What to Look for in Electric Skateboard Wheels

Skateboards, like a lot of modes of transport, are evolving. From their humble beginnings as an alternative to surfboarding, today’s skateboards come in all shapes and sizes, and for different riding styles. With everything today going electric and wireless, there’s the surge in electric skateboards, much like in scooters, bikes and cars. Adding an electric motor doesn’t mean you take out the fun of skateboarding. You can still have all the thrills of a traditional kickboard, but now have the opportunity to cover longer distances without breaking a sweat. And you’ll be doing that at speeds that most riders of kickboards can only dream of.

The parts in electric boards are similar if not the same as in ordinary kick skateboards. You still have a deck, the truck and wheels. What’s added is a motor, a battery and a handheld wireless controller for adjusting things like speed and braking. Most motors are belt driven types, meaning they are mounted at the back of the board and drive the wheels through a system of pulleys. Hub motors on the other hand are integrated into the wheels themselves, but this tech is still in its infancy. Belt motors offer riders a choice of different types and sizes of wheels, that they can change out at any time, and at typically lower prices.

Electric Skateboard Wheels


electric skateboard with orange cloud wheels in city
source: hoteldeltafethiye.com

Based on the type of motor there are hub-motor, direct-drive and standard wheels driven by pulleys in external motors. Standard wheels are the ones sold in higher numbers. They’re affordable, easy to swap out, come in different sizes, styles and materials and fit most boards. One of the biggest producers is CLOUDWHEEL, especially popular with bigger wheels like the Cloud Wheels 120mm.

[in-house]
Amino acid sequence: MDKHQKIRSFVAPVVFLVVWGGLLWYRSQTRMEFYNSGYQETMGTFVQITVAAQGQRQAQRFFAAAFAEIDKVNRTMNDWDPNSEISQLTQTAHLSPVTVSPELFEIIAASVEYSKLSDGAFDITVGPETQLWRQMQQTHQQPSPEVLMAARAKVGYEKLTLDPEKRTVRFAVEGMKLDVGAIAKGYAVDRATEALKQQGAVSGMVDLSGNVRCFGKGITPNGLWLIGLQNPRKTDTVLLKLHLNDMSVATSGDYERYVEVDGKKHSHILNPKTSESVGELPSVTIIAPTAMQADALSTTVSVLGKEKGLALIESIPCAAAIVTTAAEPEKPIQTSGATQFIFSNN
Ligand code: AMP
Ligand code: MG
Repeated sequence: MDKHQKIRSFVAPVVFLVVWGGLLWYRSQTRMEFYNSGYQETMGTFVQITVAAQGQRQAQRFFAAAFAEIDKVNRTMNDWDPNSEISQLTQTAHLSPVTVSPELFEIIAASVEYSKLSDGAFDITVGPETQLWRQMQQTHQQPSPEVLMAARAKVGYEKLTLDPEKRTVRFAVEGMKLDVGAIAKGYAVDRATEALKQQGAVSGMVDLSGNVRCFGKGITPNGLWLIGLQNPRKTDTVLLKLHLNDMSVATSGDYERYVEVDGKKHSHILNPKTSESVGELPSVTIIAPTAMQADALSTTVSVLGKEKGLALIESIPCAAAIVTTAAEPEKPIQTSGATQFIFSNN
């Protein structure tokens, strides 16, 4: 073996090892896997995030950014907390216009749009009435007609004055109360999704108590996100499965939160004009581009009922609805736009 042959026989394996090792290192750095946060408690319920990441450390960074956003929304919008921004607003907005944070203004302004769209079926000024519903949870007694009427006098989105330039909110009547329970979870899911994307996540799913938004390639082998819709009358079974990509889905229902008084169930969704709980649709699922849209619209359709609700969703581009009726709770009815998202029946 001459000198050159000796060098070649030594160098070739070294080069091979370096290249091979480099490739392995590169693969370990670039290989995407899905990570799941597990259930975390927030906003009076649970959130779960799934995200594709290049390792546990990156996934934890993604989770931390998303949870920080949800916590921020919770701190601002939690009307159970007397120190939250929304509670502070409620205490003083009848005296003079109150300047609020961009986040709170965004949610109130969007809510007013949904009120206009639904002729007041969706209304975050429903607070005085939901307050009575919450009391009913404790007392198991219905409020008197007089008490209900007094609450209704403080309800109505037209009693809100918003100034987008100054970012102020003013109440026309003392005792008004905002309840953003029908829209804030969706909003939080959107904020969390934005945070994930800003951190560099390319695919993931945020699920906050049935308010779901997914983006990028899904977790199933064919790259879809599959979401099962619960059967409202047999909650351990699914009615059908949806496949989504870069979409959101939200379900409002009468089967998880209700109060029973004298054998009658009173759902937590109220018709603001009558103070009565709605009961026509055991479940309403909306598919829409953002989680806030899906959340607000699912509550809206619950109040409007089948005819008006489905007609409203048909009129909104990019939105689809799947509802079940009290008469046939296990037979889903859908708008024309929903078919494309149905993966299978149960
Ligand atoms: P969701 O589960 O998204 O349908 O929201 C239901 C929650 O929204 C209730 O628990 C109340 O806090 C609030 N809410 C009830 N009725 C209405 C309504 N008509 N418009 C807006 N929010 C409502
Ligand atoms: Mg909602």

red cloud wheels on skateboard close-up
source: verrealboards.com

Different wheel materials will make riding easier in different terrain. For streets and pavements, your best choice is urethane, while for dirt tracks, grass and gravel you’re better off with pneumatic wheels. Urethane wheels are the same as you’d find on standard kickboards, but here they’re typically bigger, and have different surface textures to suit various riding styles. They tend to last longer, since they have good abrasion resistance, meaning less wear, and also have good grip. You’ll want urethane wheels when going at higher speeds, and when you’re into doing slides or tricks. Variations of urethane wheels, with deeper textured grooves, are good for light off-roading.

Pneumatic or rubber wheels will let you ride on more types of surfaces. You can go through dirt and grass, and quickly transition to pavements and streets. Unlike urethane wheels which are solid, pneumatic wheels have an air tube inside, which absorbs bumps and imperfections just that much better. The downside is that tyres wear out faster and are prone to punctures, so you’ll be stocking up on more rubber and tubes if you ride particularly hard. An improvement on pneumatic wheels are the recent honeycomb wheels which ditch the tube, but have similar absorption levels.